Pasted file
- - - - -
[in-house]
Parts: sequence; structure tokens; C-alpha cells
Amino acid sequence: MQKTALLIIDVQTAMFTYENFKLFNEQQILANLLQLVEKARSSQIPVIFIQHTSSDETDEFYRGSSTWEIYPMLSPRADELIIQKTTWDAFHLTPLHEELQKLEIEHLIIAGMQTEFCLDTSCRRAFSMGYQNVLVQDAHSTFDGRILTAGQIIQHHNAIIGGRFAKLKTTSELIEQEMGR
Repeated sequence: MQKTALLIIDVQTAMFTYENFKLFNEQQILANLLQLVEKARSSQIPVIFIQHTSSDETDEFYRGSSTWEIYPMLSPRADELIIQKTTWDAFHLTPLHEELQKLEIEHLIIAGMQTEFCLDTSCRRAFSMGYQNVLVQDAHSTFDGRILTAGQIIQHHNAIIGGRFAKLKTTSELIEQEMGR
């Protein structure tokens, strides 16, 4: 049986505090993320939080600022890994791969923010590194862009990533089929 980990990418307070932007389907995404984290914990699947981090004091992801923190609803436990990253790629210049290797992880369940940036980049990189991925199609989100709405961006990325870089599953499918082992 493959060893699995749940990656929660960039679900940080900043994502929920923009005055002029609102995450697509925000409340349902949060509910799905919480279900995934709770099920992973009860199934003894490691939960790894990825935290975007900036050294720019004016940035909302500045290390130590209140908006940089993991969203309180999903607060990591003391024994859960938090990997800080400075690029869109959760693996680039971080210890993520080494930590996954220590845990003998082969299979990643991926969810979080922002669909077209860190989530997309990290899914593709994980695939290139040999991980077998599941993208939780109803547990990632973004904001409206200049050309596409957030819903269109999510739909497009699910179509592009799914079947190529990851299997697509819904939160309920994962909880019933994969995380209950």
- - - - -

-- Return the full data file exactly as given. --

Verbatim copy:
[in-house]
Parts: sequence; structure tokens; C-alpha cells
Amino acid sequence: MQKTALLIIDVQTAMFTYENFKLFNEQQILANLLQLVEKARSSQIPVIFIQHTSSDETDEFYRGSSTWEIYPMLSPRADELIIQKTTWDAFHLTPLHEELQKLEIEHLIIAGMQTEFCLDTSCRRAFSMGYQNVLVQDAHSTFDGRILTAGQIIQHHNAIIGGRFAKLKTTSELIEQEMGR
Repeated sequence: MQKTALLIIDVQTAMFTYENFKLFNEQQILANLLQLVEKARSSQIPVIFIQHTSSDETDEFYRGSSTWEIYPMLSPRADELIIQKTTWDAFHLTPLHEELQKLEIEHLIIAGMQTEFCLDTSCRRAFSMGYQNVLVQDAHSTFDGRILTAGQIIQHHNAIIGGRFAKLKTTSELIEQEMGR
């Protein structure tokens, strides 16, 4: 049986505090993320939080600022890994791969923010590194862009990533089929 980990990418307070932007389907995404984290914990699947981090004091992801923190609803436990990253790629210049290797992880369940940036980049990189991925199609989100709405961006990325870089599953499918082992 493959060893699995749940990656929660960039679900940080900043994502929920923009005055002029609102995450697509925000409340349902949060509910799905919480279900995934709770099920992973009860199934003894490691939960790894990825935290975007900036050294720019004016940035909302500045290390130590209140908006940089993991969203309180999903607060990591003391024994859960938090990997800080400075690029869109959760693996680039971080210890993520080494930590996954220590845990003998082969299979990643991926969810979080922002669909077209860190989530997309990290899914593709994980695939290139040999991980077998599941993208939780109803547990990632973004904001409206200049050309596409957030819903269109999510739909497009699910179509592009799914079947190529990851299997697509819904939160309920994962909880019933994969995380209950």